The event which attracted most media attention seems to have been the comments by Dafydd Iwan, Plaid Cymru's vice president, regarding immigrants from England to Wales. The row started last week when Mr Iwan made his controversial remarks in a speech at the National Eisteddfod He said people were moving to Wales to 'avoid all the Pakistanis and all these Indians who have moved to English towns'. Dafydd later insisted he was not a racist: "We must be open about this. I refute any form of racism but we have got to accept people have a right to maintain their communities and live and work in them," he said. His comments were supported by Mike Parker, editor of the Rough Guide to Wales, who has criticised his fellow countrymen for using rural Wales as a place to 'get away from multi-cultural society'. Parker, who moved to Wales from Birmingham several years ago, was scathing about the numbers of people from Liverpool, Manchester, the Midlands and London who had moved into rural Wales. 'The common defining feature is that their principal reason for leaving the English cities was to get away from multi-cultural society, from black and Asian people in particular, and they see rural Wales, with its largely white population, as a safe haven,' he said. 'To some extent, rural Wales has become the British equivalent of the American mountains inhabited by a sprinkling of paranoid conspiracy theorists, gun-toting final solution crackpots and anti-government obsessives.'

Meanwhile Archdruid Robyn Lewis once again stressed the role of the Eisteddfod as the guardian and support of the Welsh language. In a series of interventions he

E-steddfod
The Archdruid also referred to plans by the St. David's Society of the State of Georgia in the USA to hold an internet Eisteddfod later this year. He defended their right to call it an eisteddfod but questioned whether the e-steddfod was in keeping with the true spirit of an eisteddfod, which was all about people with common artistic interests gathering to compete and enjoy each other's work and company. Ironically the e-steddfod will not be the first virtual eisteddfod. In 1940 the BBC hosted the National Eisteddfod on the radio because of government fears that Bridgend, the intended site, could be a target for German bombers.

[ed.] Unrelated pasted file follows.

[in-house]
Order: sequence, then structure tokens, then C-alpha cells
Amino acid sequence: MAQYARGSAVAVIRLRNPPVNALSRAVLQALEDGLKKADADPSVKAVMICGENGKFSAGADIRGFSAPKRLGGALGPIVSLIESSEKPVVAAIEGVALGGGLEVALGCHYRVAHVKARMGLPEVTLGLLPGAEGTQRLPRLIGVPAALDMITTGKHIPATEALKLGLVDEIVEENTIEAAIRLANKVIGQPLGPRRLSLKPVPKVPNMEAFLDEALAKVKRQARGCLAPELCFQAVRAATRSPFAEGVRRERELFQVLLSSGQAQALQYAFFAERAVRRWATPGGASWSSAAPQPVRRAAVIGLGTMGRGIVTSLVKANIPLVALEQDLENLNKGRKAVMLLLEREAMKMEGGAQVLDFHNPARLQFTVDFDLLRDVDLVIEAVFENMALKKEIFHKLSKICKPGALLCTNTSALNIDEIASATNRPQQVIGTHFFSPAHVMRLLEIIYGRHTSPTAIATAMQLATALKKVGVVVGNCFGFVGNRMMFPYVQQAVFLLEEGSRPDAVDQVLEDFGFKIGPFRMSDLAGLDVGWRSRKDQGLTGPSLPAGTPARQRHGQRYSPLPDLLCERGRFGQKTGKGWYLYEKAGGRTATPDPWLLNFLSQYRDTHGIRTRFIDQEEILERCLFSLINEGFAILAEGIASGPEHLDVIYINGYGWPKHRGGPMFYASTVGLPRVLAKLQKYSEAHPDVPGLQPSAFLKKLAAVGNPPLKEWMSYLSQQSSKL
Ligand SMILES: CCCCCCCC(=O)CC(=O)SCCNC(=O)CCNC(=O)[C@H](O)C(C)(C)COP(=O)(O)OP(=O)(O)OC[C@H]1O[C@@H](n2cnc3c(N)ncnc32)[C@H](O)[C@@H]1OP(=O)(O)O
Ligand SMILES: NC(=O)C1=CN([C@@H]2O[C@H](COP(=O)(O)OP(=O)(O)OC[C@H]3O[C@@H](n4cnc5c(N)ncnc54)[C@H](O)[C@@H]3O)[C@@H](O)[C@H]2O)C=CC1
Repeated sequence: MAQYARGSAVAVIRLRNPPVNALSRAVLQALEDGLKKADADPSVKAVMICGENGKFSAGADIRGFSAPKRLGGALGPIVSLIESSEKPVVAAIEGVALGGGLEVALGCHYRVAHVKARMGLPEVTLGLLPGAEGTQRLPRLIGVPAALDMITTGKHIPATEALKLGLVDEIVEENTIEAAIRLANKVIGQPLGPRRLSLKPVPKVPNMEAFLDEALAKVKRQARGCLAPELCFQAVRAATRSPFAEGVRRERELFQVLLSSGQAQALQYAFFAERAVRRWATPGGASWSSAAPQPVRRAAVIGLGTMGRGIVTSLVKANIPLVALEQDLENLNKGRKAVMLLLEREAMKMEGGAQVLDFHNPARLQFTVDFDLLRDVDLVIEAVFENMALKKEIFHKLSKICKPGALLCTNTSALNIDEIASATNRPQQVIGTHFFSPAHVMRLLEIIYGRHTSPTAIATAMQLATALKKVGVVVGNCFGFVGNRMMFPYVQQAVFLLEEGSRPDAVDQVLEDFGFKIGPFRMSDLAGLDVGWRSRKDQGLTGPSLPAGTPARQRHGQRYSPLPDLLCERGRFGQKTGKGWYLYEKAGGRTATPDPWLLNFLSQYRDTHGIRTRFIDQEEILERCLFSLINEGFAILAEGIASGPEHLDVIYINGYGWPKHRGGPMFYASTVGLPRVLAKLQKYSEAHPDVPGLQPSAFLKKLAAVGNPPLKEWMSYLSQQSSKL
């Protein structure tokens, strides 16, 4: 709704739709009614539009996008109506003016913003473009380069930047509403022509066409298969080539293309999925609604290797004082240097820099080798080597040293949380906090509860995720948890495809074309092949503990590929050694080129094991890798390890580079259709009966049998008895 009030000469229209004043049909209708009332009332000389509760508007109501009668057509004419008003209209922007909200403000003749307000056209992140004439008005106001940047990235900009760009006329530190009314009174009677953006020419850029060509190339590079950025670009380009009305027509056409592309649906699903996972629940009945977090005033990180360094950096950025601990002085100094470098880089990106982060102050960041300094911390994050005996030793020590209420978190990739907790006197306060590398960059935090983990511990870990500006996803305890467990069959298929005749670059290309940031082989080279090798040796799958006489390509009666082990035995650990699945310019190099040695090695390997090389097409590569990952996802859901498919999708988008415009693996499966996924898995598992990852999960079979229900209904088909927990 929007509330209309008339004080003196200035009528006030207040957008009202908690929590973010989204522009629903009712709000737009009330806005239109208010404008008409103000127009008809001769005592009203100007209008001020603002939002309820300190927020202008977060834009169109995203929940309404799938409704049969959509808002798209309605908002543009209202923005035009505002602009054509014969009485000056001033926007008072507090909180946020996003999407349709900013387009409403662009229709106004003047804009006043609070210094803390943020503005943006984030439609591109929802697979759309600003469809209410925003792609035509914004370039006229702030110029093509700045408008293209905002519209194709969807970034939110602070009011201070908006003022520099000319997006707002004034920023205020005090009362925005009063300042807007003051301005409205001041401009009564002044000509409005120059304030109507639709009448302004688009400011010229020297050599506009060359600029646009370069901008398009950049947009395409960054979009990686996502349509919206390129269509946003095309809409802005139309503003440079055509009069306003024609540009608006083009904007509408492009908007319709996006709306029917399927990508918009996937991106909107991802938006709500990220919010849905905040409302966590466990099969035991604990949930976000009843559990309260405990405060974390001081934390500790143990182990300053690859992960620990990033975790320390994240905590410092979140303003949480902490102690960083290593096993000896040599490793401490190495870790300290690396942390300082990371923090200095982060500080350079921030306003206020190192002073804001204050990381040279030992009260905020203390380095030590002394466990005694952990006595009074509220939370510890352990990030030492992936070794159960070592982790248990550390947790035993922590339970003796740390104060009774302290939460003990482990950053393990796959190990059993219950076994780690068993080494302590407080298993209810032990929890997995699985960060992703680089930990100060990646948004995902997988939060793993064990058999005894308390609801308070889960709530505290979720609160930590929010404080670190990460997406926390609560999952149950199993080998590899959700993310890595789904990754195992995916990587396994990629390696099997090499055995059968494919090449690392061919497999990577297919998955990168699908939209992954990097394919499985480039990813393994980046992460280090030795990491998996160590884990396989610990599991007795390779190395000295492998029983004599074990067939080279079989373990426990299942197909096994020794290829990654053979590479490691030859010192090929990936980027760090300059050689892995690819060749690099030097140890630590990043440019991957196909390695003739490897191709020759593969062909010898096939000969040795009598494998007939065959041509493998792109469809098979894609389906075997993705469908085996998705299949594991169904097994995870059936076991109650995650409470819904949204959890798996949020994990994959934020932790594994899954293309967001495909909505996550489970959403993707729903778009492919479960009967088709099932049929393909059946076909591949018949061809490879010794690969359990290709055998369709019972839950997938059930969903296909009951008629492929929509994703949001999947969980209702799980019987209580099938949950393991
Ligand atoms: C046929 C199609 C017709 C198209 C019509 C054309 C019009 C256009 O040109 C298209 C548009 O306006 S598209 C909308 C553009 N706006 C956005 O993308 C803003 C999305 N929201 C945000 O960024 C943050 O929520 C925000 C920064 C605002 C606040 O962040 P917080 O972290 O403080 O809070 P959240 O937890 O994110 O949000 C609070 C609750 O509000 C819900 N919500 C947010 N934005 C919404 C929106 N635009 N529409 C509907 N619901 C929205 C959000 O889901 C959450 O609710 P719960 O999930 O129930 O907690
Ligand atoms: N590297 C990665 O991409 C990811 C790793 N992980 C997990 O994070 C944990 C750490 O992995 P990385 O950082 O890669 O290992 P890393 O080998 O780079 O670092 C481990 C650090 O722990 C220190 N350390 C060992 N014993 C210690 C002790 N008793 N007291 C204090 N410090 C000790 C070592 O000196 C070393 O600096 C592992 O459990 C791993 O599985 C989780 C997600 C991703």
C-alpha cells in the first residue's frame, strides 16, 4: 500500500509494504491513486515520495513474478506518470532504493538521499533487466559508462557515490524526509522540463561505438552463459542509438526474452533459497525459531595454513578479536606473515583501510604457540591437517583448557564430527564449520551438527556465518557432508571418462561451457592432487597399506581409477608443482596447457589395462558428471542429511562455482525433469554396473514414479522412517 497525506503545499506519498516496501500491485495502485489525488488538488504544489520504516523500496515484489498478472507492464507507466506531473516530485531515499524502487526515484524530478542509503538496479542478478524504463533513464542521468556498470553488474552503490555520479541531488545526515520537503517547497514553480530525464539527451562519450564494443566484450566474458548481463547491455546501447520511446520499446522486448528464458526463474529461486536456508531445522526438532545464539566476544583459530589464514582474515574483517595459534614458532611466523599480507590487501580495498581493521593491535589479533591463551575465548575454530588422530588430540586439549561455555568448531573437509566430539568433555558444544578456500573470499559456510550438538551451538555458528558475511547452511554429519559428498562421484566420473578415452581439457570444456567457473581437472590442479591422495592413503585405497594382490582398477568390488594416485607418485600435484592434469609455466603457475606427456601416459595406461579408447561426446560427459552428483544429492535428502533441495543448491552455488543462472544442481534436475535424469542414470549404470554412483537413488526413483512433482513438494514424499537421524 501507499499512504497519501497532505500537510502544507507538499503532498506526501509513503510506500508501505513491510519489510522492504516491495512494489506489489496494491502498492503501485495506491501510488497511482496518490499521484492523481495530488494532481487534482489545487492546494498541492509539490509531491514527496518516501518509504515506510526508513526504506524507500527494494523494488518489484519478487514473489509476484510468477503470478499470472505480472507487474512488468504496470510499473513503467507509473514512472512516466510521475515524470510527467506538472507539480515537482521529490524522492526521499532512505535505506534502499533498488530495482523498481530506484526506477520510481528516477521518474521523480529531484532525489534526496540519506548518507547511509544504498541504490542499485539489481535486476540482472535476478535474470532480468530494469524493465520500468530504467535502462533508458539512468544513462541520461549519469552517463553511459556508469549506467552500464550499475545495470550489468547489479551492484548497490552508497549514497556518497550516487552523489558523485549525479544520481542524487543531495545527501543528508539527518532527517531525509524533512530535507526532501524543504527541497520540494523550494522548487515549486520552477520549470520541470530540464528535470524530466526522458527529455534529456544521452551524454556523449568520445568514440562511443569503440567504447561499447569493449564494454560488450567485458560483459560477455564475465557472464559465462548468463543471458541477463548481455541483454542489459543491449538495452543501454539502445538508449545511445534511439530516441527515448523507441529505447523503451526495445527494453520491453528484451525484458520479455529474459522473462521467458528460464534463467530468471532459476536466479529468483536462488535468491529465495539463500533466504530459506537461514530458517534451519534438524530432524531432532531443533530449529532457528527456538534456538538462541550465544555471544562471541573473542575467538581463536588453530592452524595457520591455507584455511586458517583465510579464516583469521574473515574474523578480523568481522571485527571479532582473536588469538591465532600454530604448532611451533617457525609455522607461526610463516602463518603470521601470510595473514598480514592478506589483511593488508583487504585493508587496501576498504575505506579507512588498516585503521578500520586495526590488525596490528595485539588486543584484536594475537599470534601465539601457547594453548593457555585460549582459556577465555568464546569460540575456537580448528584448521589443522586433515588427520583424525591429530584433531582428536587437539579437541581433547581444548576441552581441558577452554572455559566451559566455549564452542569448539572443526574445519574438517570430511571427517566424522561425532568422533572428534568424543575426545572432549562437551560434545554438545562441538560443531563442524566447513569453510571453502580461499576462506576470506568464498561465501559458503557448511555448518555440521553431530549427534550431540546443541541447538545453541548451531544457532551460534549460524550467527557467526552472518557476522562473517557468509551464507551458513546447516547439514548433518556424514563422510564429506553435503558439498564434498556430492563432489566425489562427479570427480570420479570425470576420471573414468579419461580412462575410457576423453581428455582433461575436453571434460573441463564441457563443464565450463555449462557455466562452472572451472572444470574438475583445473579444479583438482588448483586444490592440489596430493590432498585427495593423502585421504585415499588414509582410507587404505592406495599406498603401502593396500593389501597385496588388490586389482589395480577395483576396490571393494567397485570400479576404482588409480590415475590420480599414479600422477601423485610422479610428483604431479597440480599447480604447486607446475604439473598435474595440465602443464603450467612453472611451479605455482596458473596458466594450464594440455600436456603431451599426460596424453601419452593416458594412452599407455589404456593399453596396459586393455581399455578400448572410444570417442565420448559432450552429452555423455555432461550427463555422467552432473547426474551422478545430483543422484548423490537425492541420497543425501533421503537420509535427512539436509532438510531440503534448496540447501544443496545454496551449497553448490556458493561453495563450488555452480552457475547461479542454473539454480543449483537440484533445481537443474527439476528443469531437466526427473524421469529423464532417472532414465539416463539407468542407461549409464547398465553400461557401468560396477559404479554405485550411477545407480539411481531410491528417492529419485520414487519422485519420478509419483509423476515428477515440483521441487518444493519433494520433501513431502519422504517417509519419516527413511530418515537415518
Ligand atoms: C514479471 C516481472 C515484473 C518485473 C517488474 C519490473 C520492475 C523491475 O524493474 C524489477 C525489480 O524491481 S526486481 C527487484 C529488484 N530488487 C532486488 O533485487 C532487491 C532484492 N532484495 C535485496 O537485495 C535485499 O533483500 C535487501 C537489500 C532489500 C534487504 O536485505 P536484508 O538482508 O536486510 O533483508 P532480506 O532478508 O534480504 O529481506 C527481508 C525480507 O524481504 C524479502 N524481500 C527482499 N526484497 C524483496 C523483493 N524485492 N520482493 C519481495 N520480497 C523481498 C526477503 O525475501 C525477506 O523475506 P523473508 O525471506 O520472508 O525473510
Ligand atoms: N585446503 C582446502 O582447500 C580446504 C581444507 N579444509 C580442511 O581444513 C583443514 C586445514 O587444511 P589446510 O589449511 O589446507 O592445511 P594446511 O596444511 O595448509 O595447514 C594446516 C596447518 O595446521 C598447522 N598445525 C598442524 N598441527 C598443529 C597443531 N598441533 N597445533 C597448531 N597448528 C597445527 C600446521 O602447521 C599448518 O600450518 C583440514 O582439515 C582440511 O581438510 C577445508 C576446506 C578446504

Fixed Site
The argument about whether the Eisteddfod should have a fixed site or continue to move around Wales carried on this year.An NOP poll commissioned by S4C prior to the Eisteddfod showed 83pc of respondents wanted the Eisteddfod to remain a nomadic festival,moving to a different area each year.

Liverpool has again made a play to host the National Eisteddfod. The city hoped that this could be done in 2008 to coincide with the European Capital of Culture event in that year. However the Eisteddfod is already commited to Cardiff in 2008 and,in any event,director Elfed Roberts,doubted there would be enough people in Liverpool who would be able to help organise the Eisteddfod.When there were many Welsh-speakers living in Liverpool in the 1940s and '50s perhaps it would have been possible, but not today' Mr Roberts also said the festival was financially supported by the National Assembly for Wales on the grounds that it gave an economic and cultural boost to each part of Wales it visited. Holding it outside Wales would therefore be questionable. Eisteddfod organisers would be happy, however, to discuss with Liverpool representatives the possibility of a project celebrating the major historical influence of Wales and Liverpool on each other, said Mr Roberts.

Good Press
I was glad to see the Eisteddfod Press Officer, Dyfed Ifans, get some recognition through a nice mention in the Western Mail. He is obviously still the helpful, courtious and knowledgable person he was when I met him at the Denbigh Eisteddfod.





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Those pictures not my own are gratefully nicked from BBC who do a wonderful job of covering the festival.